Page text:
Planning Your Business Finances: Essential Components of a Financial Analysis
A financial analysis helps business owners determine their company’s performance, sustainability, and growth by reviewing various financial statements like their income statement, balance sheet, and cash flow statement.
Here’s a deep dive on what you need to know about each of these statements, along with specific ratios and calculations to help you conduct a financial analysis:
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The framework of a financial analysis
1. Income statement
An income statement reports the company’s financial performance over a given period of time and showcases a business’s profitability. It can be used to predict future performance and assess the capability of future cash flow. You might also hear people refer to this as the profit and loss statement (P&L), statement of operations, or statement of earnings.
The “top line” of the income statement displays the business revenue in a given period of time. Cost of goods sold (COGS) and other operating expenses are deducted from revenue. The net income, or “bottom line,” is the remainder after all revenues and expenses have been accounted for.
Here are important analysis ratios to compute when reviewing your income statement:
Gross profit margin is the percentage of revenue remaining after deducting your cost of goods sold. This is calculated by dividing gross profit by revenue from sales.
Gross Profit Margin = Gross Profit ÷ Revenue from Sales
Operating profit margin indicates the amount of revenue left after COGS and operating expenses are considered. The formula for calculating operating margin is operating earnings divided by revenue.
Operating Profit Margin = Operating Earnings ÷ Revenue
Net profit margin is the percentage of revenue after all expenses have been deducted from sales, and it indicates how much profit a business can make from its total sales. Net profit divided by revenue gives you the net profit margin.
Net Profit Margin = Net Profit ÷ Revenue
Revenue growth is the percentage of growth during a given time period. To calculate this, subtract last period’s revenue from the revenue this period, and then divide by last period’s revenue.
Revenue Growth (%) = (Revenue from Current Period – Revenue from Previous Period) ÷ Revenue from Previous Period
Revenue concentration tells you which clients are generating the most revenue. Take the revenue from a single client divided by total revenue. To mitigate risk, a single client shouldn’t generate the bulk of your revenue.
Revenue Concentration (%) = Revenue from one client ÷ Total Revenue
Revenue per employee can measure business productivity and determine the optimal amount of employees you need. Take your revenue divided by the number of employees to gauge how much revenue a single employee is bringing in.
Revenue per Employee = Revenue ÷ Number of Employees
2. Balance sheet
A balance sheet — sometimes called your statement of financial position — reports the company’s assets, liabilities, and shareholder equity at a specific point in time. In every balance sheet, assets must equal the total of your liabilities and equity, meaning the dollar amount must zero out.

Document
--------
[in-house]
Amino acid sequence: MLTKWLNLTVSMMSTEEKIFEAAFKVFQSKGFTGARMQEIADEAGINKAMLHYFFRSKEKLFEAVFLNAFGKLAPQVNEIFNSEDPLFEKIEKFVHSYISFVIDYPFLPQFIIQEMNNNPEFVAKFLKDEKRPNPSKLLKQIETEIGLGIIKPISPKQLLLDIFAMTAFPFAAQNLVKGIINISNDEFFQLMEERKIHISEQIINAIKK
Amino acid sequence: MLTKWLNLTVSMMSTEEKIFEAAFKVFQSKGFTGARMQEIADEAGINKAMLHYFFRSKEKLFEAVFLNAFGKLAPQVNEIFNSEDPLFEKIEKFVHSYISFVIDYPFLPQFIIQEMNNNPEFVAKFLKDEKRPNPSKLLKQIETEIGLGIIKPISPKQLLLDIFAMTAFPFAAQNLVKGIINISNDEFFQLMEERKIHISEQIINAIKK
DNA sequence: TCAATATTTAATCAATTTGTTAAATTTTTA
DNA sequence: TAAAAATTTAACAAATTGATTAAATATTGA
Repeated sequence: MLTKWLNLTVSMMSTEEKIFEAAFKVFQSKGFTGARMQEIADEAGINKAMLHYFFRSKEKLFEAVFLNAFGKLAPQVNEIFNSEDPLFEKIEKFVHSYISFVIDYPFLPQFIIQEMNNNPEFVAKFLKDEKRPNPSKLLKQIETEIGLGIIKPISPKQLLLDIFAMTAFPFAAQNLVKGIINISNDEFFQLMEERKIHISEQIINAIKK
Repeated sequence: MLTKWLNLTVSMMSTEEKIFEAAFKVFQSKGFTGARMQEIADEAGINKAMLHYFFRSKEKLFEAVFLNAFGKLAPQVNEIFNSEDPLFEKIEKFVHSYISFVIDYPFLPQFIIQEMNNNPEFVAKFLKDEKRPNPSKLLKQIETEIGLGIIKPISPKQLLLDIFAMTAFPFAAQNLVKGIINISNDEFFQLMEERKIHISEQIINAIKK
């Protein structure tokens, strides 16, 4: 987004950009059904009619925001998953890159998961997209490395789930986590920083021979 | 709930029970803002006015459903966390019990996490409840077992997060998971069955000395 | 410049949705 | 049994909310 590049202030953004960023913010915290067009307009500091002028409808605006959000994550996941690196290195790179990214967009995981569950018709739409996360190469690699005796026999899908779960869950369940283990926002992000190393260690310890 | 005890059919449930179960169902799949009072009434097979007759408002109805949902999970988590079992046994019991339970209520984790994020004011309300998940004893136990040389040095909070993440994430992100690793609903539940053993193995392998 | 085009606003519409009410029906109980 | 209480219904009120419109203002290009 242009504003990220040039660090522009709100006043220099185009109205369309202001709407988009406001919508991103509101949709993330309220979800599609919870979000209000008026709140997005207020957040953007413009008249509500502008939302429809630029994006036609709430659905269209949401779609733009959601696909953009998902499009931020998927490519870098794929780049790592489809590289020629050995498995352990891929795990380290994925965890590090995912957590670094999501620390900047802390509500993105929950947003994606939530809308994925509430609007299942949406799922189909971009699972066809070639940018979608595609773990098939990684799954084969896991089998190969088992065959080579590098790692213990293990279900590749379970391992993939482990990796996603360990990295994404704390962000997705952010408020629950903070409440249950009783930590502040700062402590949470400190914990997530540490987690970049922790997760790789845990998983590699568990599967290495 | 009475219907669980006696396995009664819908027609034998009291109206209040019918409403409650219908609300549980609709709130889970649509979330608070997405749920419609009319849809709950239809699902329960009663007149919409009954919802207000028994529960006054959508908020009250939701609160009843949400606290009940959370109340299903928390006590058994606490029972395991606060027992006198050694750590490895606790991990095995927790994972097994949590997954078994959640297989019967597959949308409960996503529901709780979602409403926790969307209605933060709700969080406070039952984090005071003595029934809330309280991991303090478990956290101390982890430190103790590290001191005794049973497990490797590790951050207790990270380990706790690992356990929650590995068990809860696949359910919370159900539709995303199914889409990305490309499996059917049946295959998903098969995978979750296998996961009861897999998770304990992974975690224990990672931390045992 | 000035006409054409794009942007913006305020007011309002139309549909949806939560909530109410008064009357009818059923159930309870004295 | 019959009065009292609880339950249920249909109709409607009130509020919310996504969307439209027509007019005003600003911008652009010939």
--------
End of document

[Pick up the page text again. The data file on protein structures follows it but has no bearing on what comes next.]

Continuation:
Assets = (Liabilities + Equity)
Your balance sheet can help you determine how efficiently you’re generating revenue and how quickly you’re selling inventory. There are three types of ratios that can be computed from your balance sheet:
Liquidity ratios are based on portions of the company’s assets and current liabilities and are used to measure a business’s ability to pay short-term debts. A few liquidity ratios include:
Current ratio measures the ability to cover short-term liabilities with a business’s current assets. A value of less than one means your business doesn’t have sufficient liquid resources.
Current Ratio = Current Assets ÷ Current Liabilities
Quick ratio refines current ratio by measuring the level of the most liquid current assets available to cover liabilities.
Quick Ratio = (Cash Equivalents + Marketable Securities + Accounts Receivable) ÷ Current Liabilities
Interest coverage measures the ability to pay interest expense from the cash you generate. A value less than 1.5 usually concerns lenders.
Net working capital is the aggregated amount of all your current assets and liabilities and is calculated by subtracting current liabilities from current assets.
Net Working Capital = Current Assets – Current Liabilities
Leverage ratios look at how much capital comes in the form of a debt (or loan). Too much debt can be dangerous for a business and turn off investors. Some leverage ratios you can use include:
Debt to equity measures the proportion of shareholder equity and debt used to finance a business’s assets. High debt to equity indicates that a company might not be generating enough cash for its debt obligations. It’s calculated by dividing total liabilities by shareholder equity.
Debt to Equity Ratio = Total Liabilities ÷ Shareholder Equity
Debt to capital assesses the ratio of all short-term and long-term debts against total capital. To calculate this, take the company’s debt divided by its total capital.